“Our coaches wanted us to get a good long course meet in at US Open and get used to racing all those top tier guys for Olympic Trials because we wouldn’t be racing them until April or May,” Bobby Finke said.

“I think it does take the pressure off because if you’re going into SECs and NCAAs and constantly thinking about it, I think you can just overthink and you might just break down at the meet. So I think switching it up a little bit is healthy for the mental state of racing at those meets.”

In less than two weeks, Finke will race short course for the final time this season where he will lead the Gators into NCAAs in Indianapolis. Florida is seeded to finish third and have a chance to win a couple titles in individual events and in relays.

“We have team meetings about how we need to take care of our bodies and everything like that and stay healthy and we are going to be good,” Finke said.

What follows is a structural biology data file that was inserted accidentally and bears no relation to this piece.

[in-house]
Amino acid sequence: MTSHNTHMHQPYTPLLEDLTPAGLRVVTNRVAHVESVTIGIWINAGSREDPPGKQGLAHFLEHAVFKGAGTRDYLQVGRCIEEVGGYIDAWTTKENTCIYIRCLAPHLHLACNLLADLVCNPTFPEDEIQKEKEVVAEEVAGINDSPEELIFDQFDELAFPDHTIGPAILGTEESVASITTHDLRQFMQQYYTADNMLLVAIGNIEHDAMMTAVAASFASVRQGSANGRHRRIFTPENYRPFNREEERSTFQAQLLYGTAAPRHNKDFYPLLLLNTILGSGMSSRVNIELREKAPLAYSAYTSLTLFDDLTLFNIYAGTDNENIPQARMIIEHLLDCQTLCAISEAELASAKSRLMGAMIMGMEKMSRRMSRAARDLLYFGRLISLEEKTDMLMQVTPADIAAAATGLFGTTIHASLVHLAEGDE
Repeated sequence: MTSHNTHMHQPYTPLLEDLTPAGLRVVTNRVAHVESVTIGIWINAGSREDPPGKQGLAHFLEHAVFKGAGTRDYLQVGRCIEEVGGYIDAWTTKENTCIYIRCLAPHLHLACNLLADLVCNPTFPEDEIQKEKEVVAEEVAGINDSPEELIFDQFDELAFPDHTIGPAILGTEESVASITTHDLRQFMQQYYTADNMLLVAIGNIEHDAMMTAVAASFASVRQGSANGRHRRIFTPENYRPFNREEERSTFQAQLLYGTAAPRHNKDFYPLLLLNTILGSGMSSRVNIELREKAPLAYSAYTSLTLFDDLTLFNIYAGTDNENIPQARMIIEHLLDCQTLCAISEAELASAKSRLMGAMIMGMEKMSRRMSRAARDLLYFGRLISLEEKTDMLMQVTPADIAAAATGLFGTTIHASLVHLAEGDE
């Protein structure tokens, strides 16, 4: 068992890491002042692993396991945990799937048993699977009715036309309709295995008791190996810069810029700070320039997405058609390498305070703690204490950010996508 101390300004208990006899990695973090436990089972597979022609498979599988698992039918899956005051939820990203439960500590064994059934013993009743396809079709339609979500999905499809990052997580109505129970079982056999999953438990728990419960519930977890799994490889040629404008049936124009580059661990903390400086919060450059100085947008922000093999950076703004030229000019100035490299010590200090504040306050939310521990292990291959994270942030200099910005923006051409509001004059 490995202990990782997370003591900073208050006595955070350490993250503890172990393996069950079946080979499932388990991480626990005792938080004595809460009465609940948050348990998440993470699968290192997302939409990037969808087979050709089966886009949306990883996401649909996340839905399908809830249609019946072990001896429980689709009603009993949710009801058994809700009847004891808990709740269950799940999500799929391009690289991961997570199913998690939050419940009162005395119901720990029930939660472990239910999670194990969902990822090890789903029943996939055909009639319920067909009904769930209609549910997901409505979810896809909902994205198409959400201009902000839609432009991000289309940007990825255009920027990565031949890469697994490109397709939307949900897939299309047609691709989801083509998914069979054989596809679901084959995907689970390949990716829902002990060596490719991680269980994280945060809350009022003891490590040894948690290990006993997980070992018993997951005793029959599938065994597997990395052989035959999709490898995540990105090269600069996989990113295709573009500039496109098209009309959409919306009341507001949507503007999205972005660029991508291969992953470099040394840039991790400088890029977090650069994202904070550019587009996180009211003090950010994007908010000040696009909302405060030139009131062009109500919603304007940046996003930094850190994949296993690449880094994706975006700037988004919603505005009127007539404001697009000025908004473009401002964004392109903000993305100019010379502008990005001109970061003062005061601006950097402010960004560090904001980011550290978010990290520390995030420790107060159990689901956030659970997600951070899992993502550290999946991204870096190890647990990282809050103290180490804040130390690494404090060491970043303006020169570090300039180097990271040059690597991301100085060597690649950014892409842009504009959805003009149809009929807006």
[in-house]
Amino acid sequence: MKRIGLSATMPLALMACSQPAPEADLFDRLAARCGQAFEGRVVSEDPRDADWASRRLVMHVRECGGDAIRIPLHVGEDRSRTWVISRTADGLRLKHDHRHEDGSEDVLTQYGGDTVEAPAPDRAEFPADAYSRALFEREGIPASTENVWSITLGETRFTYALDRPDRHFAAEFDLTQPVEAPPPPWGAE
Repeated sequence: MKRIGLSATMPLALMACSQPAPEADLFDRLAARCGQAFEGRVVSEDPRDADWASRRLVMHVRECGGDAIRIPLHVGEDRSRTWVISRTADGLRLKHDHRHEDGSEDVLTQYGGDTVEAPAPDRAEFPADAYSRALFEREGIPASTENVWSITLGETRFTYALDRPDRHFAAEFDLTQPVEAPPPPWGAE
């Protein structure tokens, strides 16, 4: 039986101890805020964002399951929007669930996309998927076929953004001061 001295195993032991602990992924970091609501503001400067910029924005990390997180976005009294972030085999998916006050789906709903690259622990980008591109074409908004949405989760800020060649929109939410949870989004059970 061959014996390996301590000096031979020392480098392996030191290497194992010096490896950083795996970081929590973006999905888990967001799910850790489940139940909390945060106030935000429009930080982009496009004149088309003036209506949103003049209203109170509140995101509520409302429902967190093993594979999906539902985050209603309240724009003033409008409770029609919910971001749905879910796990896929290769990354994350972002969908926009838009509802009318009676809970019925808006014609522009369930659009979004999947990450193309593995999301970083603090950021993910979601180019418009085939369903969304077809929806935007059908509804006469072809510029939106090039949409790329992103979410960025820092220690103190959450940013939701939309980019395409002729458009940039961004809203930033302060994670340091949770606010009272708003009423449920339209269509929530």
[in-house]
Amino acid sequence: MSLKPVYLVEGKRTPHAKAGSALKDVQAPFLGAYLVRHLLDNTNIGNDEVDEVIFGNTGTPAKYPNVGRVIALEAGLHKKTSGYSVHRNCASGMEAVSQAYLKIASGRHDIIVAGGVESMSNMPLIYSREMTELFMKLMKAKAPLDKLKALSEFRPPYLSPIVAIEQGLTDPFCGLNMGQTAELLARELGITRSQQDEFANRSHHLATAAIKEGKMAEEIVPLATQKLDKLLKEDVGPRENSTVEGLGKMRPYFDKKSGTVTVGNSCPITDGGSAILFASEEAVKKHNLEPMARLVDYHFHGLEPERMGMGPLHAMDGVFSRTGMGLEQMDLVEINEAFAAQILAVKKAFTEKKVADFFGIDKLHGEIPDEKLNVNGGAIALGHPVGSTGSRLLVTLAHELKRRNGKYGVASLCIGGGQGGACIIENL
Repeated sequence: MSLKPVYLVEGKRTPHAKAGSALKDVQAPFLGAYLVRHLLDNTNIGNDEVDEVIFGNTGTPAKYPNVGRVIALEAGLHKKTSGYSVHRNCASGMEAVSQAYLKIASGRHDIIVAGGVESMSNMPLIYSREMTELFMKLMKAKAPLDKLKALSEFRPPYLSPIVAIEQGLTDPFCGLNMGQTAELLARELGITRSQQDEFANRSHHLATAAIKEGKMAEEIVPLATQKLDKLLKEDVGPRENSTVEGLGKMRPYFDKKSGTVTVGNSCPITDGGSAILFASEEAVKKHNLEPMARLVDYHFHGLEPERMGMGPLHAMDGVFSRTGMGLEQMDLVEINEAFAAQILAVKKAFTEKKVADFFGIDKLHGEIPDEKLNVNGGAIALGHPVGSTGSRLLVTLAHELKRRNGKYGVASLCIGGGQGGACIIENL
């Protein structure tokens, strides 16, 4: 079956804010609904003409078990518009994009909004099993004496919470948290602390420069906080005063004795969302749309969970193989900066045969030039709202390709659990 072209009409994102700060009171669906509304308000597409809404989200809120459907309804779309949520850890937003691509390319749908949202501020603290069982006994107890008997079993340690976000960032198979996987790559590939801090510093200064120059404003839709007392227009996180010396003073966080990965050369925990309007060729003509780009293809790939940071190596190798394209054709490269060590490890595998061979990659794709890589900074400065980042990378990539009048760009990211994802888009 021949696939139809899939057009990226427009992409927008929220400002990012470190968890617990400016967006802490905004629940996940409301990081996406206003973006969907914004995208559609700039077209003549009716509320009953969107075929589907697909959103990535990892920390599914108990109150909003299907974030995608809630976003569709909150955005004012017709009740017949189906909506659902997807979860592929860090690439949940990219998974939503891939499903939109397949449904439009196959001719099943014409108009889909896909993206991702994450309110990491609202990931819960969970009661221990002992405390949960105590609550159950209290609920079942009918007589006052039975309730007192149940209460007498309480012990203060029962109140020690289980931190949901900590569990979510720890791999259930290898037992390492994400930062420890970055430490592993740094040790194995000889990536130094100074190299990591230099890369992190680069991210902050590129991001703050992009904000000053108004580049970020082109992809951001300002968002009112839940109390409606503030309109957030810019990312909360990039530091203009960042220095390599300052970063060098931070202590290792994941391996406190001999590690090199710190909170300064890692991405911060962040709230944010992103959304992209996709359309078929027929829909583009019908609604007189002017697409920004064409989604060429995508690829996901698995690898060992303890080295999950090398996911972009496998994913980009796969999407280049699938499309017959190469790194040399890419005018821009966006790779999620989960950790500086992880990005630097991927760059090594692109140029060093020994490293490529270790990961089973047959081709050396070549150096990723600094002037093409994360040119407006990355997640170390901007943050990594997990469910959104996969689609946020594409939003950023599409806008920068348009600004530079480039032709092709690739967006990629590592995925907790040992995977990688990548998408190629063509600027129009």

He will be swimming the 500 free, 400 IM and 1650 in Indianapolis (if there is still a meet because of the virus pandemic).

“I’m looking forward to the mile as much as I don’t want to say it,” Finke said of which race he is looking forward to the most for NCAAs. “I want to race Felix and all those guys again. I think it could be really exciting this year.”

Another race that should be tight for Finke is the 500, where he is seeded fifth. Ten guys are seeded under 4:12, and it could take around that to make the A-Final. The quickest it has ever taken to make the A-Final was a 4:12.18 in 2017. It could be even faster in 2020 based on how the season has gone thus far.

“It’s going to be really hard to get into the final of that race. There’s a whole bunch of 4:10’s right now so it’s going to be an all out in the morning and try and score as many points as I can at night.”

But Finke is ready for the challenge after having a disappointed rookie season.

“I’m just trying to rest a lot more than I did last year,” he said. “And stay off my legs and everything and just be much better and stay healthy.”

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Bobby Finke. Photo Courtesy: Peter H. Bick

The coronavirus has caused the NCAA Championships to be cancelled. There is no word on if they will be made up at a later date but it seems rather unlikely that a rescheduling process would occur.